* The family history, about 10 per cent of cancer is due to an inherited condition. It’s possible that some cancer is being passed from one generation to the next. You might be a candidate for genetic screening to see whether inherited the disease that might increase your risk of cancer. Keep in mind that having an inherited genetic disease you have doesn’t necessary mean you will get cancer.

* Your environment, the environment around you may contain harmful chemicals that can increase your risk of cancer. Even if you don’t smoke, you might inhale second-hand smoke if you live with someone who smokes or you go to places where other people smoke.

Finally, what are your recommendations to reduce the risk of cancer?

* Bear in your mind that prevention is always better than cure and remember it is never too late to start decreasing all the above motioned risk factors, in particular stop smoking and/or drinking.

* Obesity (overweight) is associated with marked increasing diseases such as diabetes, high blood pressure and some hormonal-dependent cancer, even such as breast and womb cancers. Studies have shown that population with diets high in fruits and vegetables and low in animal fat, meet, or calories have a remarkable reduced risk of some common types of cancers. Limit consumption of fat and refined carbohydrates, including pastries, sweetness, soft drinks, and limit sugars in tea, coffee and in particular in Ataya drink.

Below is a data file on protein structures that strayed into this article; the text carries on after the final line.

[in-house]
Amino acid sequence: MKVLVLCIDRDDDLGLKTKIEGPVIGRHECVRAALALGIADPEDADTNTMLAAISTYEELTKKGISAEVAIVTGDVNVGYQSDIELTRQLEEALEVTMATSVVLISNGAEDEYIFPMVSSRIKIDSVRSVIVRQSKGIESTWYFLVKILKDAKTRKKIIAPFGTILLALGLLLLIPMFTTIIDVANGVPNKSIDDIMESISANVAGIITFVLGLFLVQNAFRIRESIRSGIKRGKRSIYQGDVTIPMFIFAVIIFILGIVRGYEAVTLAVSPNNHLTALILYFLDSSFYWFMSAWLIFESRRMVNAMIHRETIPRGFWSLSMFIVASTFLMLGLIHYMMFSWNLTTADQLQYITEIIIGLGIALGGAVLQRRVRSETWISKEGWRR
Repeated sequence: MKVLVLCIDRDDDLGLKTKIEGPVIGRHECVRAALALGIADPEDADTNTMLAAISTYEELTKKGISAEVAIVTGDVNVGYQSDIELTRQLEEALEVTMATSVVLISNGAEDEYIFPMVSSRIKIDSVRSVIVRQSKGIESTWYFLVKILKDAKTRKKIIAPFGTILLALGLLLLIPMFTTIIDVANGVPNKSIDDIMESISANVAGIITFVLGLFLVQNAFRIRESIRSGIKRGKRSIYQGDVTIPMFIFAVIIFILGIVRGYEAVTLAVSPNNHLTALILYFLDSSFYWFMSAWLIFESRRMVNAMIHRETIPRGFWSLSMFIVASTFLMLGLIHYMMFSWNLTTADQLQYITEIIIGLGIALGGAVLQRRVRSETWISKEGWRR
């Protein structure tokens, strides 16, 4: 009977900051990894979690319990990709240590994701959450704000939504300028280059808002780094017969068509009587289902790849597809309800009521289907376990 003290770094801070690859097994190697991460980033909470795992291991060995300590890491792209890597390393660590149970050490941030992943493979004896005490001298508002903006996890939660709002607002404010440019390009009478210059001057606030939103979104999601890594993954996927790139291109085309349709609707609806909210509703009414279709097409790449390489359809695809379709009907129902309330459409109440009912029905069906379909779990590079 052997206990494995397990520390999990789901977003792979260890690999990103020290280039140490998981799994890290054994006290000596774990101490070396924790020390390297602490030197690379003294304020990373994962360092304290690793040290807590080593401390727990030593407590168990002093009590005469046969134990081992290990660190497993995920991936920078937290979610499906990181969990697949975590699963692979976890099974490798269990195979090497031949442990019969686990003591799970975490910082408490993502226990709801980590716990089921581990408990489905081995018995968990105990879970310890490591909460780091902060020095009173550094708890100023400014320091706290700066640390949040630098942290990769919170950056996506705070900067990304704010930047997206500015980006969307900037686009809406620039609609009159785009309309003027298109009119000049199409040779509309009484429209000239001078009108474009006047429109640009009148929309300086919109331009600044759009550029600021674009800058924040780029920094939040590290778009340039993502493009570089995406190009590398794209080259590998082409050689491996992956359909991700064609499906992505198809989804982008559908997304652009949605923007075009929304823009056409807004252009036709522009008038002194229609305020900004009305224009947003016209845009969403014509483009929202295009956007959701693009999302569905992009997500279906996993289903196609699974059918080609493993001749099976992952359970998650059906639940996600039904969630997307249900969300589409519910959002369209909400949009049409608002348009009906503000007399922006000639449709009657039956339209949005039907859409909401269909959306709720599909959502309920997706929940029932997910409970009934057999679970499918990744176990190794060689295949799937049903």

* Finally, while you are reading this article there are millions and millions of people suffering from cancer symptoms and complications worldwide. Be wise and do not join them as the risk of developing most types of cancer can be reduced by changing in person’s lifestyle and a healthy diet for every member of your family and as a nation as a whole.

For further information please seek advice from medical professionals at various Government Hospitals, NGO’s and private Clinics, call on West coast radio Dr Azadeh Healthtalk every Tuesday from 6-7 pm, text (only) Dr Azadeh on 7774469/3774469, email or azadehhassan@yahoo.co.uk

Author DR AZADEH Senior Lecturer at the University og the Gambia, Senior Consultant in Obstetrics & Gynaecology, Clinical Director of Medicare Health Clinic.

Author: Dr Azadeh